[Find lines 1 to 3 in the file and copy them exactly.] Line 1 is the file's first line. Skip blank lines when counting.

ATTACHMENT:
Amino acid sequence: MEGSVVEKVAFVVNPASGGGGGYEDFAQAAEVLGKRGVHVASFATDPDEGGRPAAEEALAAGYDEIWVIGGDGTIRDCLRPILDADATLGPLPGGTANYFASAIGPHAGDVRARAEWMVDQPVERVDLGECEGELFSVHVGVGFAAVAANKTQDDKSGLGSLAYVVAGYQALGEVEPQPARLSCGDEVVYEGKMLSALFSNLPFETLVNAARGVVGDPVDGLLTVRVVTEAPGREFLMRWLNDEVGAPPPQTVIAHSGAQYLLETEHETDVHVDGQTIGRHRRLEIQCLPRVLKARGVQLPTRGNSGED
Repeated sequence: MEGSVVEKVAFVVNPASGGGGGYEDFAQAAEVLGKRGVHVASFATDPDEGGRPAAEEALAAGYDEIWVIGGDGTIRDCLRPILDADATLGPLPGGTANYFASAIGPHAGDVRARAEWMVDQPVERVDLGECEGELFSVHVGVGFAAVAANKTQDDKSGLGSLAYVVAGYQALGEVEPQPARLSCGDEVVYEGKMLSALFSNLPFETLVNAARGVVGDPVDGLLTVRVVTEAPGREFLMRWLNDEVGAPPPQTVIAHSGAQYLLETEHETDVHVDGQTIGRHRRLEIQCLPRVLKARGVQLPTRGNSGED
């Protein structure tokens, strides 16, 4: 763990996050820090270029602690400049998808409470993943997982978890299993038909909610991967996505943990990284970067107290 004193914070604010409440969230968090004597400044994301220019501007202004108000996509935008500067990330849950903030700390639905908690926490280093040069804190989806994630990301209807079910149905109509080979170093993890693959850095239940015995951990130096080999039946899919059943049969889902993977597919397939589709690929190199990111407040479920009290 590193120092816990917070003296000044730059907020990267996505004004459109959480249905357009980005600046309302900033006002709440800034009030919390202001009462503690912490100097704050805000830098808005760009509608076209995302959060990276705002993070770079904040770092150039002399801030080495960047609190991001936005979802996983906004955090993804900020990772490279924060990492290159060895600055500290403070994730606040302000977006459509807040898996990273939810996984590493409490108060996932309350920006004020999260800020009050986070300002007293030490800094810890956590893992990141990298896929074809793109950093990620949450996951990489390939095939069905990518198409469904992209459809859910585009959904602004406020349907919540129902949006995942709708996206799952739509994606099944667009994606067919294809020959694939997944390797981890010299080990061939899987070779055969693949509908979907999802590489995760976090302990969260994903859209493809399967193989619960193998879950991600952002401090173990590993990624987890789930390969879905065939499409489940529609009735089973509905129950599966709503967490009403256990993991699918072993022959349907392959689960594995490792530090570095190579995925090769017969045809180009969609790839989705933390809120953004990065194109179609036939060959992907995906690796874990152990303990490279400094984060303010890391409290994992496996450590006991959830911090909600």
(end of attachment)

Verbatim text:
Amino acid sequence: MEGSVVEKVAFVVNPASGGGGGYEDFAQAAEVLGKRGVHVASFATDPDEGGRPAAEEALAAGYDEIWVIGGDGTIRDCLRPILDADATLGPLPGGTANYFASAIGPHAGDVRARAEWMVDQPVERVDLGECEGELFSVHVGVGFAAVAANKTQDDKSGLGSLAYVVAGYQALGEVEPQPARLSCGDEVVYEGKMLSALFSNLPFETLVNAARGVVGDPVDGLLTVRVVTEAPGREFLMRWLNDEVGAPPPQTVIAHSGAQYLLETEHETDVHVDGQTIGRHRRLEIQCLPRVLKARGVQLPTRGNSGED
Repeated sequence: MEGSVVEKVAFVVNPASGGGGGYEDFAQAAEVLGKRGVHVASFATDPDEGGRPAAEEALAAGYDEIWVIGGDGTIRDCLRPILDADATLGPLPGGTANYFASAIGPHAGDVRARAEWMVDQPVERVDLGECEGELFSVHVGVGFAAVAANKTQDDKSGLGSLAYVVAGYQALGEVEPQPARLSCGDEVVYEGKMLSALFSNLPFETLVNAARGVVGDPVDGLLTVRVVTEAPGREFLMRWLNDEVGAPPPQTVIAHSGAQYLLETEHETDVHVDGQTIGRHRRLEIQCLPRVLKARGVQLPTRGNSGED
């Protein structure tokens, strides 16, 4: 763990996050820090270029602690400049998808409470993943997982978890299993038909909610991967996505943990990284970067107290 004193914070604010409440969230968090004597400044994301220019501007202004108000996509935008500067990330849950903030700390639905908690926490280093040069804190989806994630990301209807079910149905109509080979170093993890693959850095239940015995951990130096080999039946899919059943049969889902993977597919397939589709690929190199990111407040479920009290 590193120092816990917070003296000044730059907020990267996505004004459109959480249905357009980005600046309302900033006002709440800034009030919390202001009462503690912490100097704050805000830098808005760009509608076209995302959060990276705002993070770079904040770092150039002399801030080495960047609190991001936005979802996983906004955090993804900020990772490279924060990492290159060895600055500290403070994730606040302000977006459509807040898996990273939810996984590493409490108060996932309350920006004020999260800020009050986070300002007293030490800094810890956590893992990141990298896929074809793109950093990620949450996951990489390939095939069905990518198409469904992209459809859910585009959904602004406020349907919540129902949006995942709708996206799952739509994606099944667009994606067919294809020959694939997944390797981890010299080990061939899987070779055969693949509908979907999802590489995760976090302990969260994903859209493809399967193989619960193998879950991600952002401090173990590993990624987890789930390969879905065939499409489940529609009735089973509905129950599966709503967490009403256990993991699918072993022959349907392959689960594995490792530090570095190579995925090769017969045809180009969609790839989705933390809120953004990065194109179609036939060959992907995906690796874990152990303990490279400094984060303010890391409290994992496996450590006991959830911090909600």